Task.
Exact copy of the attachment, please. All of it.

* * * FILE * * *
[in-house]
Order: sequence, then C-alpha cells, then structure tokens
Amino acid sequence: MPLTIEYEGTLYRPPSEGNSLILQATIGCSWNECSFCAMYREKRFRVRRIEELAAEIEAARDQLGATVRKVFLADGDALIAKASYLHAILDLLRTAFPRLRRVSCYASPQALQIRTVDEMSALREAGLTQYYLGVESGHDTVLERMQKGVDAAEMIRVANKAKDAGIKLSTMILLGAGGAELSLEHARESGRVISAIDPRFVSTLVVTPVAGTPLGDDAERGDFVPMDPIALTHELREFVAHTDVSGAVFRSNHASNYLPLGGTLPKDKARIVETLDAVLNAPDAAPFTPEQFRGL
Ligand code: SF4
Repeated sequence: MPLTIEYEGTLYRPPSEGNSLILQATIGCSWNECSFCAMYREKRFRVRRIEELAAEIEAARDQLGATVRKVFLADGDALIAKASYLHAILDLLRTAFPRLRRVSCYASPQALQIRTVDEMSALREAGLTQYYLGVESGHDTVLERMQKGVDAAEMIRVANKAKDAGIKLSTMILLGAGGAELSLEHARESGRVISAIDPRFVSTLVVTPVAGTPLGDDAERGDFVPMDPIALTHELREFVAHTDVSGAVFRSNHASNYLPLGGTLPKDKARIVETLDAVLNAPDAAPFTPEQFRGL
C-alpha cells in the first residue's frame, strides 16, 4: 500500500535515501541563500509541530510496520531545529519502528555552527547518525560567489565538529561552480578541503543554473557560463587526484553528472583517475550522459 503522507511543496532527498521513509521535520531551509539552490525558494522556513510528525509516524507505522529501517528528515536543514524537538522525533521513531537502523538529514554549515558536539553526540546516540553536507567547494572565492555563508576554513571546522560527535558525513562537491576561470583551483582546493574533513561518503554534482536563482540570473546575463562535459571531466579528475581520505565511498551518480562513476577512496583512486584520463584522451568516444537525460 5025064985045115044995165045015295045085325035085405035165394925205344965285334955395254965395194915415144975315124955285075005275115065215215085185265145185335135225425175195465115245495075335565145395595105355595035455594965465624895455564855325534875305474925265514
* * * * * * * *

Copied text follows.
[in-house]
Order: sequence, then C-alpha cells, then structure tokens
Amino acid sequence: MPLTIEYEGTLYRPPSEGNSLILQATIGCSWNECSFCAMYREKRFRVRRIEELAAEIEAARDQLGATVRKVFLADGDALIAKASYLHAILDLLRTAFPRLRRVSCYASPQALQIRTVDEMSALREAGLTQYYLGVESGHDTVLERMQKGVDAAEMIRVANKAKDAGIKLSTMILLGAGGAELSLEHARESGRVISAIDPRFVSTLVVTPVAGTPLGDDAERGDFVPMDPIALTHELREFVAHTDVSGAVFRSNHASNYLPLGGTLPKDKARIVETLDAVLNAPDAAPFTPEQFRGL
Ligand code: SF4
Repeated sequence: MPLTIEYEGTLYRPPSEGNSLILQATIGCSWNECSFCAMYREKRFRVRRIEELAAEIEAARDQLGATVRKVFLADGDALIAKASYLHAILDLLRTAFPRLRRVSCYASPQALQIRTVDEMSALREAGLTQYYLGVESGHDTVLERMQKGVDAAEMIRVANKAKDAGIKLSTMILLGAGGAELSLEHARESGRVISAIDPRFVSTLVVTPVAGTPLGDDAERGDFVPMDPIALTHELREFVAHTDVSGAVFRSNHASNYLPLGGTLPKDKARIVETLDAVLNAPDAAPFTPEQFRGL
C-alpha cells in the first residue's frame, strides 16, 4: 500500500535515501541563500509541530510496520531545529519502528555552527547518525560567489565538529561552480578541503543554473557560463587526484553528472583517475550522459 503522507511543496532527498521513509521535520531551509539552490525558494522556513510528525509516524507505522529501517528528515536543514524537538522525533521513531537502523538529514554549515558536539553526540546516540553536507567547494572565492555563508576554513571546522560527535558525513562537491576561470583551483582546493574533513561518503554534482536563482540570473546575463562535459571531466579528475581520505565511498551518480562513476577512496583512486584520463584522451568516444537525460 5025064985045115044995165045015295045085325035085405035165394925205344965285334955395254965395194915415144975315124955285075005275115065215215085185265145185335135225425175195465115245495075335565145395595105355595035455594965465624895455564855325534875305474925265514